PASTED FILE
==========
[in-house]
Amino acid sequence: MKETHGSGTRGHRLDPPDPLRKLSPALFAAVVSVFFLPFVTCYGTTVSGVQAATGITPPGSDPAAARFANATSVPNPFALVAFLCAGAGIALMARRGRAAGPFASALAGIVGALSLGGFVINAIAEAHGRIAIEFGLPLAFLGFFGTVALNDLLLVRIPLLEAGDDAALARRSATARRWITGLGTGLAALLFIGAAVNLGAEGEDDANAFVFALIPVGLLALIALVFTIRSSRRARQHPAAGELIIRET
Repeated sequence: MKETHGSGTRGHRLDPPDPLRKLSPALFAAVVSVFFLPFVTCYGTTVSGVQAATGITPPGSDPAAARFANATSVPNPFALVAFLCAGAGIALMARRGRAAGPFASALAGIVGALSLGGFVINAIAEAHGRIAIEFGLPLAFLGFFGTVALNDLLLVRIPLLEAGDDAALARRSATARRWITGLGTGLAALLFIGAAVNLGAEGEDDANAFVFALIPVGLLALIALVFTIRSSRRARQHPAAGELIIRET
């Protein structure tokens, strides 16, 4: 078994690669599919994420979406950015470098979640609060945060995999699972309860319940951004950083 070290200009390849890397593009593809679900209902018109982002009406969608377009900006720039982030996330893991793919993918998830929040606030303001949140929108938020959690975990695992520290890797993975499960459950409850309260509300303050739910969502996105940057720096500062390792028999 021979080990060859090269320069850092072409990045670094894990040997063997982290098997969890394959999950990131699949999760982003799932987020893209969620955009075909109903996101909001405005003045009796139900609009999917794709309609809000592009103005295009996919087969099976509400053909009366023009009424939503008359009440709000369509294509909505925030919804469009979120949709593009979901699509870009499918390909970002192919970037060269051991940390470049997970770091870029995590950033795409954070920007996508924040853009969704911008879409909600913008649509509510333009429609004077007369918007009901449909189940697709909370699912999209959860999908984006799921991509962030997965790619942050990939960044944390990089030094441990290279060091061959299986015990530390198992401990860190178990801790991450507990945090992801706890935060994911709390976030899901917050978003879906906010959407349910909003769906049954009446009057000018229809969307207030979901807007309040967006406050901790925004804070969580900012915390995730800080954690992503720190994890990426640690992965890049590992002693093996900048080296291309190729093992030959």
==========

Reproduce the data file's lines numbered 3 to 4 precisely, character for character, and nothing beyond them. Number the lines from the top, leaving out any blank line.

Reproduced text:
Repeated sequence: MKETHGSGTRGHRLDPPDPLRKLSPALFAAVVSVFFLPFVTCYGTTVSGVQAATGITPPGSDPAAARFANATSVPNPFALVAFLCAGAGIALMARRGRAAGPFASALAGIVGALSLGGFVINAIAEAHGRIAIEFGLPLAFLGFFGTVALNDLLLVRIPLLEAGDDAALARRSATARRWITGLGTGLAALLFIGAAVNLGAEGEDDANAFVFALIPVGLLALIALVFTIRSSRRARQHPAAGELIIRET
């Protein structure tokens, strides 16, 4: 078994690669599919994420979406950015470098979640609060945060995999699972309860319940951004950083 070290200009390849890397593009593809679900209902018109982002009406969608377009900006720039982030996330893991793919993918998830929040606030303001949140929108938020959690975990695992520290890797993975499960459950409850309260509300303050739910969502996105940057720096500062390792028999 021979080990060859090269320069850092072409990045670094894990040997063997982290098997969890394959999950990131699949999760982003799932987020893209969620955009075909109903996101909001405005003045009796139900609009999917794709309609809000592009103005295009996919087969099976509400053909009366023009009424939503008359009440709000369509294509909505925030919804469009979120949709593009979901699509870009499918390909970002192919970037060269051991940390470049997970770091870029995590950033795409954070920007996508924040853009969704911008879409909600913008649509509510333009429609004077007369918007009901449909189940697709909370699912999209959860999908984006799921991509962030997965790619942050990939960044944390990089030094441990290279060091061959299986015990530390198992401990860190178990801790991450507990945090992801706890935060994911709390976030899901917050978003879906906010959407349910909003769906049954009446009057000018229809969307207030979901807007309040967006406050901790925004804070969580900012915390995730800080954690992503720190994890990426640690992965890049590992002693093996900048080296291309190729093992030959």